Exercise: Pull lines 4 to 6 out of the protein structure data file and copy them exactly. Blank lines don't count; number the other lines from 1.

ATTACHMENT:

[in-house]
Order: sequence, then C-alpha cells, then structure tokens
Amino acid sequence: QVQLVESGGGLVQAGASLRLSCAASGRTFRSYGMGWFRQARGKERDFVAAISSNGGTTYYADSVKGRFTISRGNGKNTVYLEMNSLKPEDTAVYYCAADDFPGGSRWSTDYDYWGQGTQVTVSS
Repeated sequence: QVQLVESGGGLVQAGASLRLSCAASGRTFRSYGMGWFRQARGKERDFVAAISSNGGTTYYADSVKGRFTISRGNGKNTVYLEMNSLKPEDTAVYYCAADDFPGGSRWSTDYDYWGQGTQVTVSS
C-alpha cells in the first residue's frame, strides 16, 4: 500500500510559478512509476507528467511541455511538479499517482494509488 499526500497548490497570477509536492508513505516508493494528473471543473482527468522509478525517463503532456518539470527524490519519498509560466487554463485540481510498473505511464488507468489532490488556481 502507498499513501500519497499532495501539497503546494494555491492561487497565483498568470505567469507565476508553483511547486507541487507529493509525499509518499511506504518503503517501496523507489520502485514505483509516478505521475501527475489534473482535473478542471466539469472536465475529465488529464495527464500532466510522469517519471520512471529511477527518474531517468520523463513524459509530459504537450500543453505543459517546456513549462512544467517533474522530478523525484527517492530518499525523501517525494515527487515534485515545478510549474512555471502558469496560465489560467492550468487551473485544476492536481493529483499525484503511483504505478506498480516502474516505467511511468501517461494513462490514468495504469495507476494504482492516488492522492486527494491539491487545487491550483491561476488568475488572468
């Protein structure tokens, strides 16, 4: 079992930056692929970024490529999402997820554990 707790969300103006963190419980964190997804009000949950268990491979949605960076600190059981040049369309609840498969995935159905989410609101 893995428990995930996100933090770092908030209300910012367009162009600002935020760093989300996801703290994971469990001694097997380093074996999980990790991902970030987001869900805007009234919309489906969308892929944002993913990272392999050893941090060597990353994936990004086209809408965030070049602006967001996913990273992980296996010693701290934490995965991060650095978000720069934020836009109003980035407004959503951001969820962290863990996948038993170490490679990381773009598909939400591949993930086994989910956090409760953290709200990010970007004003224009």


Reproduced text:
Repeated sequence: QVQLVESGGGLVQAGASLRLSCAASGRTFRSYGMGWFRQARGKERDFVAAISSNGGTTYYADSVKGRFTISRGNGKNTVYLEMNSLKPEDTAVYYCAADDFPGGSRWSTDYDYWGQGTQVTVSS
C-alpha cells in the first residue's frame, strides 16, 4: 500500500510559478512509476507528467511541455511538479499517482494509488 499526500497548490497570477509536492508513505516508493494528473471543473482527468522509478525517463503532456518539470527524490519519498509560466487554463485540481510498473505511464488507468489532490488556481 502507498499513501500519497499532495501539497503546494494555491492561487497565483498568470505567469507565476508553483511547486507541487507529493509525499509518499511506504518503503517501496523507489520502485514505483509516478505521475501527475489534473482535473478542471466539469472536465475529465488529464495527464500532466510522469517519471520512471529511477527518474531517468520523463513524459509530459504537450500543453505543459517546456513549462512544467517533474522530478523525484527517492530518499525523501517525494515527487515534485515545478510549474512555471502558469496560465489560467492550468487551473485544476492536481493529483499525484503511483504505478506498480516502474516505467511511468501517461494513462490514468495504469495507476494504482492516488492522492486527494491539491487545487491550483491561476488568475488572468
């Protein structure tokens, strides 16, 4: 079992930056692929970024490529999402997820554990 707790969300103006963190419980964190997804009000949950268990491979949605960076600190059981040049369309609840498969995935159905989410609101 893995428990995930996100933090770092908030209300910012367009162009600002935020760093989300996801703290994971469990001694097997380093074996999980990790991902970030987001869900805007009234919309489906969308892929944002993913990272392999050893941090060597990353994936990004086209809408965030070049602006967001996913990273992980296996010693701290934490995965991060650095978000720069934020836009109003980035407004959503951001969820962290863990996948038993170490490679990381773009598909939400591949993930086994989910956090409760953290709200990010970007004003224009």